Unlocking youth potential; young people lead the way in dialogue on reproductive health

3 August 2017
Rev. Gideon Byamugisha makes a point during the panel discussion led by RAHU's Humphrey Nabimanya. ©UNFPA/Martha Songa

The Design Hub, located in a warehouse in Uganda’s industrial centre is not the typical meeting room for formal events. But on this occasion it could not have been more perfect. The hub provided a relaxed environment for a lively and frank discussion on sexual and reproductive health issues among young people, representatives of religious and civil society organizations and government officials. The dialogue, held on July 6 was organised by UNFPA, the Embassies of the Netherlands and Sweden in Uganda and Reach a Hand Uganda, ahead of the 2017 World Population Day.

Held under the global theme for World Population Day: Family Planning: Empowering People, Developing Nations, the dialogue was intended to provide a  platform for young people to share ideas with policy makers and other stakeholders on how to improve their  access to sexual reproductive health information and services.

Panel discussion

A diverse panel made up of Ivan Mbaze and Anita Kwaga two young peer educators; Reverend Gideon Byamugisha an Anglican priest and HIV activist; Dr. Jotham Musinguzi the Director of the National Population Council and H.E. Henk Jan Bakker the Ambassador of the Netherlands to Uganda set the pace for the dialogue. The panelists each shared their views on the challenges young people face in accessing sexual and reproductive health services.  And for UNFPA Uganda Representative Alain Sibenaler, the composition of the panel certainly hit the mark: 

“I have been in four countries before but I haven’t seen this; where you have government ministers, reverends and ambassadors speaking up, fostering dialogue with young people.  It is about getting different generations, different points of view together and trying to get the best out of that,” he said.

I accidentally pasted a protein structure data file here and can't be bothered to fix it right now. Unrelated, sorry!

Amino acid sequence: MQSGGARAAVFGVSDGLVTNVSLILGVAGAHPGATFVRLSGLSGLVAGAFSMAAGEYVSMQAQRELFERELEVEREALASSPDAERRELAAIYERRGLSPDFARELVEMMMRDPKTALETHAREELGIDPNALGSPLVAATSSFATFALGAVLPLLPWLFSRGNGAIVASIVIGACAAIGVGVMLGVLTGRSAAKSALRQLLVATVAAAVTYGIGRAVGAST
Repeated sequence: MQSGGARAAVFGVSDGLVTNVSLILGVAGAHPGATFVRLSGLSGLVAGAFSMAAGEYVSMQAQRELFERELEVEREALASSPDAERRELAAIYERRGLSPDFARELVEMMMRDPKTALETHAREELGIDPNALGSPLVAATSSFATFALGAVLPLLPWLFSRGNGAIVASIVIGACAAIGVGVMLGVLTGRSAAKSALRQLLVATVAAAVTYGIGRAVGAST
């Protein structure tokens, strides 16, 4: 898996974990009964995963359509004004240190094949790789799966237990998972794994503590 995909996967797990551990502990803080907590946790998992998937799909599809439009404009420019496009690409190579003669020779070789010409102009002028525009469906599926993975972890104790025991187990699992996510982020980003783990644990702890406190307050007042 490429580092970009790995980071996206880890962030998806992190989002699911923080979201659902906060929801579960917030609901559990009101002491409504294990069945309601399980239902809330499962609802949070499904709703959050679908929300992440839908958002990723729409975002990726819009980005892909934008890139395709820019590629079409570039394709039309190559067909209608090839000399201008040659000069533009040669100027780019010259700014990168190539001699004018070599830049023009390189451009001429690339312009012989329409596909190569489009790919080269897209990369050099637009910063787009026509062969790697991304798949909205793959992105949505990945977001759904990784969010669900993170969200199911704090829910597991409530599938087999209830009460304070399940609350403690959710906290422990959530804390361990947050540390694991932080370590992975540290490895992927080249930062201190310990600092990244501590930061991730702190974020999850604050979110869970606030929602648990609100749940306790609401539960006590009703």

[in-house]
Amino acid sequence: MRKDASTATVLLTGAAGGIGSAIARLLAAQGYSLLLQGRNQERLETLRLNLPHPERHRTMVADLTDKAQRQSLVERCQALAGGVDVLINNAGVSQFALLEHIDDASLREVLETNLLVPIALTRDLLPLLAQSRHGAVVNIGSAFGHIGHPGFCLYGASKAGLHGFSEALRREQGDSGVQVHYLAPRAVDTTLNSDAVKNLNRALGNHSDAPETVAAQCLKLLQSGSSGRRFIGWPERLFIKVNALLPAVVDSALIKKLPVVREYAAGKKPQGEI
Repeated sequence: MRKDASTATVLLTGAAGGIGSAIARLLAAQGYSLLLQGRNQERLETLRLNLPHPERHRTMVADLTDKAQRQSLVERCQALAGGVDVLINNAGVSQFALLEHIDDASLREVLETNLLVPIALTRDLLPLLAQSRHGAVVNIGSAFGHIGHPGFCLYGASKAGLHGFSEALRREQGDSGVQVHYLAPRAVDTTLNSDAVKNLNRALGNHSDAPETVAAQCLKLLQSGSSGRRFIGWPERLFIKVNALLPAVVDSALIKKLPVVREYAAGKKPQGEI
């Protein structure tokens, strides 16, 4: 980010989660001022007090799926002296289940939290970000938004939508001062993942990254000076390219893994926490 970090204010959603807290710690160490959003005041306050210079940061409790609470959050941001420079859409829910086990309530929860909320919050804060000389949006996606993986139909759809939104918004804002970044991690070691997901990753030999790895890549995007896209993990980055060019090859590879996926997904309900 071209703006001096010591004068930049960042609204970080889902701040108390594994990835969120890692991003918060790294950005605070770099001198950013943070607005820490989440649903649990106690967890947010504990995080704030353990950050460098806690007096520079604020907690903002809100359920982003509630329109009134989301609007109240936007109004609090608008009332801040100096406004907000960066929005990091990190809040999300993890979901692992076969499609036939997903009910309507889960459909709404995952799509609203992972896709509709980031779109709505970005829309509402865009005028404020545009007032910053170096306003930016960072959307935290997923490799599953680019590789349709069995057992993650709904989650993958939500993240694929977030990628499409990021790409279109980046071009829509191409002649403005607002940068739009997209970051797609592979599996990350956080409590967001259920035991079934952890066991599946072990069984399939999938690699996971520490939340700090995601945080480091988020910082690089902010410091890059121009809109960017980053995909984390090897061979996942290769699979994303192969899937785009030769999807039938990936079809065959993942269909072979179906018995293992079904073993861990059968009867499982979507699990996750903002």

As religious leaders we we are now blaming young people less and supporting them more; with information, skills and services

And indeed the best came out in the panels submissions:  In response to the issue of challenges young people face in accessing youth friendly reproductive health services, Reverend Byamugisha, led the way by apologizing to young people for what he said was the Church’s long time opposition to family planning and failure to support young people.

“I wanted to apologize on behalf of my fellow religious leaders; we did not fully appreciate the challenges faced by young people but we have made progress, 25 years down the road” the priest said.  “Now we know the difference between refusing to abstain and failing to abstain, therefore we are now blaming young people less and supporting them more; with information, skills and services”.  

Young people’s reproductive health critical to development

Access to family planning and sexual and reproductive health services is key to reducing poverty. For Uganda to meet  its development goals as stated in  Vision 2040,  total fertility rate  must reach 2.2 by 2040 and at the same time the  GDP growth rate must rise from 4.6 to 12 percent.